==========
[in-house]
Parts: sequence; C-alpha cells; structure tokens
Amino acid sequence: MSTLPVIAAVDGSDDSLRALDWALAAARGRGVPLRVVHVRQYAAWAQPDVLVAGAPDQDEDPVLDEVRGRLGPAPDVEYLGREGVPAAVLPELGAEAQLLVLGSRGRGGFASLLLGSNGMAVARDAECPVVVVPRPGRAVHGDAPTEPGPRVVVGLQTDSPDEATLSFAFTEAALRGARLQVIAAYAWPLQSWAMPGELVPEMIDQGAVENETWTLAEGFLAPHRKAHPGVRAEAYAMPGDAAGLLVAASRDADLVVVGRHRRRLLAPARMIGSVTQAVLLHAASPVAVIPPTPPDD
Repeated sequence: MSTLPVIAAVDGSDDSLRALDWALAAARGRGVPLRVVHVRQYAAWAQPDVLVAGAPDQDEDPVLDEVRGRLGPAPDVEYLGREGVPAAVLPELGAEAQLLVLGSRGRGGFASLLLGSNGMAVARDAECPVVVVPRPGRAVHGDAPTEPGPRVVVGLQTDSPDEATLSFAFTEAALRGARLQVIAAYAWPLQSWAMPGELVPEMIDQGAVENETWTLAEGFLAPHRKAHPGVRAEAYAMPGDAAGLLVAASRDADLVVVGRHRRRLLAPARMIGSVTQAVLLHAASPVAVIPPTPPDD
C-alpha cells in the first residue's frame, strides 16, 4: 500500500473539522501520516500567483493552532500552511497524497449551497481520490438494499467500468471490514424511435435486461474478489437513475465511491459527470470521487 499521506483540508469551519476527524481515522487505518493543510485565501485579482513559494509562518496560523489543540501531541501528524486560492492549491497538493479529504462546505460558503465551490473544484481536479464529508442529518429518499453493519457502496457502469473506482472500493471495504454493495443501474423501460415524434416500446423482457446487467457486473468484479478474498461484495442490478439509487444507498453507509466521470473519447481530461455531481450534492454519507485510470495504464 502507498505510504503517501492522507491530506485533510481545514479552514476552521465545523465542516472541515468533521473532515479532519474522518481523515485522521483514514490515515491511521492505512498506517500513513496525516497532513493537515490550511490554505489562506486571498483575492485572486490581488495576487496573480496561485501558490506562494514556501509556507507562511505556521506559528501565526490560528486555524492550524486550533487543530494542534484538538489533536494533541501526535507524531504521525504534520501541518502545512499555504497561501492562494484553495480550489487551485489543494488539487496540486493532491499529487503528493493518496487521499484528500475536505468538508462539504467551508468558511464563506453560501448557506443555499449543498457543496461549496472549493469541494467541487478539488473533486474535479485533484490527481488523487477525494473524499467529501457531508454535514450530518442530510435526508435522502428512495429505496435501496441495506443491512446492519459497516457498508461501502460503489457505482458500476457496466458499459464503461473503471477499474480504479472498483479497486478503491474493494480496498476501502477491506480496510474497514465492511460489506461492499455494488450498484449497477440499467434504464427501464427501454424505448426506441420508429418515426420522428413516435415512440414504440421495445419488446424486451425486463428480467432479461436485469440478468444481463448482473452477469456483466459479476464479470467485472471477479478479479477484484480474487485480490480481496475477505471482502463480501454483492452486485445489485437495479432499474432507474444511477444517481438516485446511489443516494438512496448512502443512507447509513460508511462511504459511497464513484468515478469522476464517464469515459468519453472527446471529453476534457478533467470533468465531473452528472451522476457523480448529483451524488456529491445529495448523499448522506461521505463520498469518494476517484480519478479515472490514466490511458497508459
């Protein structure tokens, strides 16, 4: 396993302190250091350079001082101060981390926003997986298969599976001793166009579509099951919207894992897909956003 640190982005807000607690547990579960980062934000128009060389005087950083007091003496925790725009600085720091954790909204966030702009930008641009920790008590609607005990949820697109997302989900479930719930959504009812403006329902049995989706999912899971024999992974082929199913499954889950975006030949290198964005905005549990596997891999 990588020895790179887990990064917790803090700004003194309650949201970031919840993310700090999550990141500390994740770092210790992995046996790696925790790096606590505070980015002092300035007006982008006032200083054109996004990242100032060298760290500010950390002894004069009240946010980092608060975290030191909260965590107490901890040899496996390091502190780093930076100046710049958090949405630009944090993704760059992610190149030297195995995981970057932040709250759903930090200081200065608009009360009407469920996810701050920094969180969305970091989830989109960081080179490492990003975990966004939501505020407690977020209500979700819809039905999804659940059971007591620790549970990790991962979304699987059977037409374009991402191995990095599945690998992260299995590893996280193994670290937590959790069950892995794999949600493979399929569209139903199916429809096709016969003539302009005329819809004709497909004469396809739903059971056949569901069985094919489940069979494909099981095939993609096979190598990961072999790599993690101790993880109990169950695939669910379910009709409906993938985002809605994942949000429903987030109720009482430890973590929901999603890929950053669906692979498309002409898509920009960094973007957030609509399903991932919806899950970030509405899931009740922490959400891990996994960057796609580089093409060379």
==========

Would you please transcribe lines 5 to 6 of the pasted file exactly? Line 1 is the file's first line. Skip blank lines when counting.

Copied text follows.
C-alpha cells in the first residue's frame, strides 16, 4: 500500500473539522501520516500567483493552532500552511497524497449551497481520490438494499467500468471490514424511435435486461474478489437513475465511491459527470470521487 499521506483540508469551519476527524481515522487505518493543510485565501485579482513559494509562518496560523489543540501531541501528524486560492492549491497538493479529504462546505460558503465551490473544484481536479464529508442529518429518499453493519457502496457502469473506482472500493471495504454493495443501474423501460415524434416500446423482457446487467457486473468484479478474498461484495442490478439509487444507498453507509466521470473519447481530461455531481450534492454519507485510470495504464 502507498505510504503517501492522507491530506485533510481545514479552514476552521465545523465542516472541515468533521473532515479532519474522518481523515485522521483514514490515515491511521492505512498506517500513513496525516497532513493537515490550511490554505489562506486571498483575492485572486490581488495576487496573480496561485501558490506562494514556501509556507507562511505556521506559528501565526490560528486555524492550524486550533487543530494542534484538538489533536494533541501526535507524531504521525504534520501541518502545512499555504497561501492562494484553495480550489487551485489543494488539487496540486493532491499529487503528493493518496487521499484528500475536505468538508462539504467551508468558511464563506453560501448557506443555499449543498457543496461549496472549493469541494467541487478539488473533486474535479485533484490527481488523487477525494473524499467529501457531508454535514450530518442530510435526508435522502428512495429505496435501496441495506443491512446492519459497516457498508461501502460503489457505482458500476457496466458499459464503461473503471477499474480504479472498483479497486478503491474493494480496498476501502477491506480496510474497514465492511460489506461492499455494488450498484449497477440499467434504464427501464427501454424505448426506441420508429418515426420522428413516435415512440414504440421495445419488446424486451425486463428480467432479461436485469440478468444481463448482473452477469456483466459479476464479470467485472471477479478479479477484484480474487485480490480481496475477505471482502463480501454483492452486485445489485437495479432499474432507474444511477444517481438516485446511489443516494438512496448512502443512507447509513460508511462511504459511497464513484468515478469522476464517464469515459468519453472527446471529453476534457478533467470533468465531473452528472451522476457523480448529483451524488456529491445529495448523499448522506461521505463520498469518494476517484480519478479515472490514466490511458497508459
């Protein structure tokens, strides 16, 4: 396993302190250091350079001082101060981390926003997986298969599976001793166009579509099951919207894992897909956003 640190982005807000607690547990579960980062934000128009060389005087950083007091003496925790725009600085720091954790909204966030702009930008641009920790008590609607005990949820697109997302989900479930719930959504009812403006329902049995989706999912899971024999992974082929199913499954889950975006030949290198964005905005549990596997891999 990588020895790179887990990064917790803090700004003194309650949201970031919840993310700090999550990141500390994740770092210790992995046996790696925790790096606590505070980015002092300035007006982008006032200083054109996004990242100032060298760290500010950390002894004069009240946010980092608060975290030191909260965590107490901890040899496996390091502190780093930076100046710049958090949405630009944090993704760059992610190149030297195995995981970057932040709250759903930090200081200065608009009360009407469920996810701050920094969180969305970091989830989109960081080179490492990003975990966004939501505020407690977020209500979700819809039905999804659940059971007591620790549970990790991962979304699987059977037409374009991402191995990095599945690998992260299995590893996280193994670290937590959790069950892995794999949600493979399929569209139903199916429809096709016969003539302009005329819809004709497909004469396809739903059971056949569901069985094919489940069979494909099981095939993609096979190598990961072999790599993690101790993880109990169950695939669910379910009709409906993938985002809605994942949000429903987030109720009482430890973590929901999603890929950053669906692979498309002409898509920009960094973007957030609509399903991932919806899950970030509405899931009740922490959400891990996994960057796609580089093409060379």